Old Mesilla

The heart of the picturesque village of Mesilla is much the same as it was one hundred years ago. Thick walled adobe buildings, which once protected residents against Apache attacks, now house art galleries, restaurants, museums and gift shops. Today, tourists stroll on the peaceful plaza and imagine life as it might have been many years ago.

After the Treaty of Guadalupe Hidalgo, which concluded the Mexican War in 1848, the Mexican government commissioned Cura Ramon Ortiz to settle Mesilla. He brought families from New Mexico and from Paso del Norte (modern Ciudad Juarez) to populate the Mesilla Civil Colony Grant, which by 1850 had more than 800 inhabitants.

On November 16, 1854, a detachment from nearby Fort Fillmore raised the U.S. flag here confirming the Gadsden Purchase; thus, the Gadsden territory was officially recognized as part of the United States. In 1858, the Butterfield stage began its run through Mesilla. During the Civil War, Mesilla was the capital of the Confederate Arizona Territory.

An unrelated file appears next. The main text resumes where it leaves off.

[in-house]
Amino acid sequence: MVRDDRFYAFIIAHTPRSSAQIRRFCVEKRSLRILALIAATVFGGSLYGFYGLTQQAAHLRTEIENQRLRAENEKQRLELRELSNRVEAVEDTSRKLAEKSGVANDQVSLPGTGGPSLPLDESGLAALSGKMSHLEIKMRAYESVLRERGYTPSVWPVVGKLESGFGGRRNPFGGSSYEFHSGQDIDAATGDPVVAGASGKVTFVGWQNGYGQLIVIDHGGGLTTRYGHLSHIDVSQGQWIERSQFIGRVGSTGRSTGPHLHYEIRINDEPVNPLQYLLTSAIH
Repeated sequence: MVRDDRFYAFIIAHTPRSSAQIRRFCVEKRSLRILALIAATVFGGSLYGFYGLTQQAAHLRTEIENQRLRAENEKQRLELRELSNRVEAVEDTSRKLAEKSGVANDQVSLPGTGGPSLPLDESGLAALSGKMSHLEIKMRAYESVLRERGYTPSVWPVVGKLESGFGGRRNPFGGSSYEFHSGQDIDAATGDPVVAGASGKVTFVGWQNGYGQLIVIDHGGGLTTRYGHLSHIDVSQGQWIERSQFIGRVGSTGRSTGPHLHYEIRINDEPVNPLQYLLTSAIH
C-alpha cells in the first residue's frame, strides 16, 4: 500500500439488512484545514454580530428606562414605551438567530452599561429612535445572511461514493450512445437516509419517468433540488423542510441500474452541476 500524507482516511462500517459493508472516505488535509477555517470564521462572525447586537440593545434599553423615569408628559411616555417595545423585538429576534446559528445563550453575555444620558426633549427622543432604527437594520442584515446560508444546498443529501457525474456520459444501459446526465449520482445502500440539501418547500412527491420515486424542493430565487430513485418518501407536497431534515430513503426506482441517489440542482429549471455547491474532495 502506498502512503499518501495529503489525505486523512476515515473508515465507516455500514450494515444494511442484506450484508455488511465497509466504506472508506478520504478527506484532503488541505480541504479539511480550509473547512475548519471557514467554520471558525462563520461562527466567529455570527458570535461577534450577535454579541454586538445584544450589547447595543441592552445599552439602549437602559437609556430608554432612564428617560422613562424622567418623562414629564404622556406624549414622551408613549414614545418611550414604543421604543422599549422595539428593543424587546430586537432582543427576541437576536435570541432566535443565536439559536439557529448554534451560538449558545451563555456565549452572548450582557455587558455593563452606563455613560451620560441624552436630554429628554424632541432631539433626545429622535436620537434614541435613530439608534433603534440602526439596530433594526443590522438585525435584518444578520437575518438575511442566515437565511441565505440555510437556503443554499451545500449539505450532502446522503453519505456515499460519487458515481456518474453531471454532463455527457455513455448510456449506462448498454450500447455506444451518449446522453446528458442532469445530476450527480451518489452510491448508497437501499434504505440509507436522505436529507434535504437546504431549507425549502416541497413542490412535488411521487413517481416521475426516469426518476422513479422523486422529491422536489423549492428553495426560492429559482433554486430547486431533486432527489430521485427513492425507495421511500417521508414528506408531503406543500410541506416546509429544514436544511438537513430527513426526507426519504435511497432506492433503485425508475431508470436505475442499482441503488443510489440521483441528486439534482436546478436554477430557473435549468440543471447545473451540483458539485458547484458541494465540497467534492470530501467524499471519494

Mesilla's most notorious resident, Billy the Kid, was sentenced to death at the county courthouse, but escaped before the sentence was carried out. Legendary hero Pat Garrett eventually tracked down and killed the Kid; later, Garrett was mysteriously murdered in an arroyo just outside of Las Cruces. He is buried in a local cemetery.

San Albino Church, on the plaza, is one of the oldest churches in the Mesilla Valley. Constructed in 1851, the present structure was built some 55 years later. The nearby Gadsden Museum houses Indian and Civil War relics and Southwest New Mexico artifacts.

Throughout Mesilla, colorful ristras, red chile strung together, decorate homes and businesses symbolizing the hospitality of the Southwest. Stop in Las Mesilla and step into another era!

Old Mesilla is located 5 minutes south of Las Cruces.

Town of Mesilla
P.O. Box 10
Mesilla, NM 88046
(575) 524-3262
Web site: www.mesilla-nm.org